The situation for Apple could soon be changing -- the U.S. Internal Revenue Service (IRS), has reportedly audited the company's 2007 to 2009 figures and has "suggested" "certain adjustments".  Those adjustments could be in the form of forcing Apple to pay millions in unpaid taxes -- either to Britain's HM Revenue & Customs or to the U.S. IRS.

II. Apple is Not Alone, U.S. Companies Enjoying Field Day of Tax Evasion

While Apple draws the brunt of the scrutiny given that as the world's largest and most valuable corporation it is a beacon of corporatism, other American companies are following in a similar line.

Amazon.com, Inc. (AMZN) has placed its headquarters in the tiny European Union nation of Luxembourg -- the same nation where deceased North Korean tyrant Kim Jong Il reportedly sheltered his $4B USD fortune. Google Inc. (GOOG) -- makers of the world's most used smartphone operating system and the world's most used search engine -- based itself in Ireland and has subsidiaries in the Caribbean and Luxembourg for more tax dodging gains.

Google told The Daily Mail that this scheme -- which many would call "tax dodging" -- is necessary in today's corporate atmosphere, as responsibility to shareholders.  States a Google spokesperson, "We have an obligation to our shareholders to set up a tax-efficient structure, and our present structure is compliant with the tax rules in all the countries where we operate."

Google Ice Cream Sandwich
Google also successfully dodged British taxes. [Image Source: Main Device]

In the U.S., Britain, and other wealthy nation states, change over such inequity is slow coming.  After all, increasingly corporations are responsible of paying federal candidates' way into office -- regardless of their political affiliation.  In office, these candidates inevitably look to serve their masters -- not the populous, but the corporations.

A recent University of Kansas School of Business study [PDF] found that $1 given to a federal politician was worth $243 USD of tax breaks, if you contributed over $1M USD.

Source: The Daily Mail



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This article is over a month old, voting and posting comments is disabled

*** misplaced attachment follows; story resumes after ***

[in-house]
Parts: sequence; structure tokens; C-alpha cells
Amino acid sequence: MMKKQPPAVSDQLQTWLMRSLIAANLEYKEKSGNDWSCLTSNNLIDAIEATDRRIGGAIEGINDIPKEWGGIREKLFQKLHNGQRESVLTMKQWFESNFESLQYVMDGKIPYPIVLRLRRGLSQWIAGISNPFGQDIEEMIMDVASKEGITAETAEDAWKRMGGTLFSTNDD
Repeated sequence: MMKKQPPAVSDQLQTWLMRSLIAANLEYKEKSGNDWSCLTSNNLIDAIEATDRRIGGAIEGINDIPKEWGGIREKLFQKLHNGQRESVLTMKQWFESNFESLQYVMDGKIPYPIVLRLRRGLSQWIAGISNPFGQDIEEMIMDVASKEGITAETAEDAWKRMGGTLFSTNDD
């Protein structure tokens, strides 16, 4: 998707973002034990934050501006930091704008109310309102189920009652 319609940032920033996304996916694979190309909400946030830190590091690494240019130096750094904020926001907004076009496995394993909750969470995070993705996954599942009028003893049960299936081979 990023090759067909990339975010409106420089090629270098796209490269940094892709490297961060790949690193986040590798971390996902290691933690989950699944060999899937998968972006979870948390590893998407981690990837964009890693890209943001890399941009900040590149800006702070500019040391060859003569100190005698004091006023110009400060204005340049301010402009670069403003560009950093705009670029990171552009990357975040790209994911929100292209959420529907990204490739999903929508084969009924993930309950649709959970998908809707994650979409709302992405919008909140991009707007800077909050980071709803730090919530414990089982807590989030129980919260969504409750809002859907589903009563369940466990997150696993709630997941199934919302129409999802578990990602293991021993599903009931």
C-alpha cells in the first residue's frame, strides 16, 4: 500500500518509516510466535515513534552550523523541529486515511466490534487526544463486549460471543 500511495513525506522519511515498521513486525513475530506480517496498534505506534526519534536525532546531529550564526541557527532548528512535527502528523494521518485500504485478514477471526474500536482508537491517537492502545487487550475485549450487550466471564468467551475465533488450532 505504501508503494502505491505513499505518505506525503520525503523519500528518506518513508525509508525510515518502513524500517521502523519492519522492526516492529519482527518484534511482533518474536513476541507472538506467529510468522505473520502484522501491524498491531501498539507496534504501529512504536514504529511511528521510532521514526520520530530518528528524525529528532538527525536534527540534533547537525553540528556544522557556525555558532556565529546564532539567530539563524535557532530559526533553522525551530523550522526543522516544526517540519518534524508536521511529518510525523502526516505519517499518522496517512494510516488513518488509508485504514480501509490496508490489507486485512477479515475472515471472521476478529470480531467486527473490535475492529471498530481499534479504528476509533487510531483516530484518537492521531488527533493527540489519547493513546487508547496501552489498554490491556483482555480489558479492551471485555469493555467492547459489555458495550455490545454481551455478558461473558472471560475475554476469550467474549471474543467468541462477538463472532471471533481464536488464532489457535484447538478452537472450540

By Reclaimer77 on 4/11/2012 5:05:53 PM , Rating: 1
quote:
Its jsut this simple,they make more, they benefit more from the American financial system and should pay more.


They already do. What are we talking about here?

quote:
Yes, they do. Especially from the military.


You're going to have to explain this one to me. The rich benefit MORE from the military than the rest of us? And please don't disappoint me by repeating some "war for oil" nonsense.

quote:
Someone here at Anandtech had a great tagline years ago. It went something like this.... "You don't see alot of wealthy people clammoring to become poor to take advantage of the tax benefits" Makes alot of sense to me.


Awww that's cute. Plebeian socialist nonsense that has no bearing on anything. All that crap does is pit one class of Americans against the other. I wish we would stop doing this.

I guess I'm crazy. I still believe that people can rise up in this country, and that the Government has no moral claim to our earnings. But since unfortunately the "temporary" income tax is never going away, we should all be paying as little as possible.

quote:
Where is the "massive spending cuts" party?


The Tea Party? You know, Conservative Republicans. But good luck winning an election when so many millions of Americans are now dependent on the entitlement state.


"If a man really wants to make a million dollars, the best way would be to start his own religion." -- Scientology founder L. Ron. Hubbard